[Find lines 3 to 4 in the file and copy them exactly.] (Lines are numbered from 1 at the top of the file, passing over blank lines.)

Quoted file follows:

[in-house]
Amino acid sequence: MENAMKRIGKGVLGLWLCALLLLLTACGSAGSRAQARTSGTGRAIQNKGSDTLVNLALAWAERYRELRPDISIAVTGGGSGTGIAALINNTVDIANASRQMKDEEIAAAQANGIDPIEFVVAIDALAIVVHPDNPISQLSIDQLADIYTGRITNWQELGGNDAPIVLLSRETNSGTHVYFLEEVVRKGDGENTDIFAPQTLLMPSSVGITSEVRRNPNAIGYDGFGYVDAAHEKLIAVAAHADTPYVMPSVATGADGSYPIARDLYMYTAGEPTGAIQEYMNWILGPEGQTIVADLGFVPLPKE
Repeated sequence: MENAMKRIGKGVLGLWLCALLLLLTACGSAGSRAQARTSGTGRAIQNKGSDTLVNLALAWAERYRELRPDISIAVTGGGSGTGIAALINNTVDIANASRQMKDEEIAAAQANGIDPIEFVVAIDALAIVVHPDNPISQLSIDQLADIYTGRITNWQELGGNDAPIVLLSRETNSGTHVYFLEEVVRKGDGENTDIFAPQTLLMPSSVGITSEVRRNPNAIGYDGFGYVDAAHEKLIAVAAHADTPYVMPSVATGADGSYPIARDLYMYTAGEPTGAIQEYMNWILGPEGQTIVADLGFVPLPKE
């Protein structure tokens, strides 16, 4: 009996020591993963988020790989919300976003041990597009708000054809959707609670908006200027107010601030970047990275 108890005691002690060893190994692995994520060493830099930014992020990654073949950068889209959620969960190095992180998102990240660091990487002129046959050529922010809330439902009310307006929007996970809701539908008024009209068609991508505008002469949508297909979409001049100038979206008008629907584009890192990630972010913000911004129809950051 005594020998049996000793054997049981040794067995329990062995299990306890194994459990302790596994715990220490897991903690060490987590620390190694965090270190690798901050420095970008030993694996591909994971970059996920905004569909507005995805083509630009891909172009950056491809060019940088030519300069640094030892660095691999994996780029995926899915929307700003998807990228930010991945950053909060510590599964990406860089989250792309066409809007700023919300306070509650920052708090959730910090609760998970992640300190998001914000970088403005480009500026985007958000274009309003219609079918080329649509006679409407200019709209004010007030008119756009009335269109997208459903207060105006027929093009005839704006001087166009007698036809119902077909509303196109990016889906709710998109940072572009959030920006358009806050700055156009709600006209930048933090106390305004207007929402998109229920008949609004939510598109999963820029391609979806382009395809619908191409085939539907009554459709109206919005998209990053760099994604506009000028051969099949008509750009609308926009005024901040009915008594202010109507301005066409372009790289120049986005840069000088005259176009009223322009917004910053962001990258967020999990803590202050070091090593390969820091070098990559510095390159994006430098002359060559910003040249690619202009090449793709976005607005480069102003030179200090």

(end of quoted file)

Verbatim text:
Repeated sequence: MENAMKRIGKGVLGLWLCALLLLLTACGSAGSRAQARTSGTGRAIQNKGSDTLVNLALAWAERYRELRPDISIAVTGGGSGTGIAALINNTVDIANASRQMKDEEIAAAQANGIDPIEFVVAIDALAIVVHPDNPISQLSIDQLADIYTGRITNWQELGGNDAPIVLLSRETNSGTHVYFLEEVVRKGDGENTDIFAPQTLLMPSSVGITSEVRRNPNAIGYDGFGYVDAAHEKLIAVAAHADTPYVMPSVATGADGSYPIARDLYMYTAGEPTGAIQEYMNWILGPEGQTIVADLGFVPLPKE
């Protein structure tokens, strides 16, 4: 009996020591993963988020790989919300976003041990597009708000054809959707609670908006200027107010601030970047990275 108890005691002690060893190994692995994520060493830099930014992020990654073949950068889209959620969960190095992180998102990240660091990487002129046959050529922010809330439902009310307006929007996970809701539908008024009209068609991508505008002469949508297909979409001049100038979206008008629907584009890192990630972010913000911004129809950051 005594020998049996000793054997049981040794067995329990062995299990306890194994459990302790596994715990220490897991903690060490987590620390190694965090270190690798901050420095970008030993694996591909994971970059996920905004569909507005995805083509630009891909172009950056491809060019940088030519300069640094030892660095691999994996780029995926899915929307700003998807990228930010991945950053909060510590599964990406860089989250792309066409809007700023919300306070509650920052708090959730910090609760998970992640300190998001914000970088403005480009500026985007958000274009309003219609079918080329649509006679409407200019709209004010007030008119756009009335269109997208459903207060105006027929093009005839704006001087166009007698036809119902077909509303196109990016889906709710998109940072572009959030920006358009806050700055156009709600006209930048933090106390305004207007929402998109229920008949609004939510598109999963820029391609979806382009395809619908191409085939539907009554459709109206919005998209990053760099994604506009000028051969099949008509750009609308926009005024901040009915008594202010109507301005066409372009790289120049986005840069000088005259176009009223322009917004910053962001990258967020999990803590202050070091090593390969820091070098990559510095390159994006430098002359060559910003040249690619202009090449793709976005607005480069102003030179200090």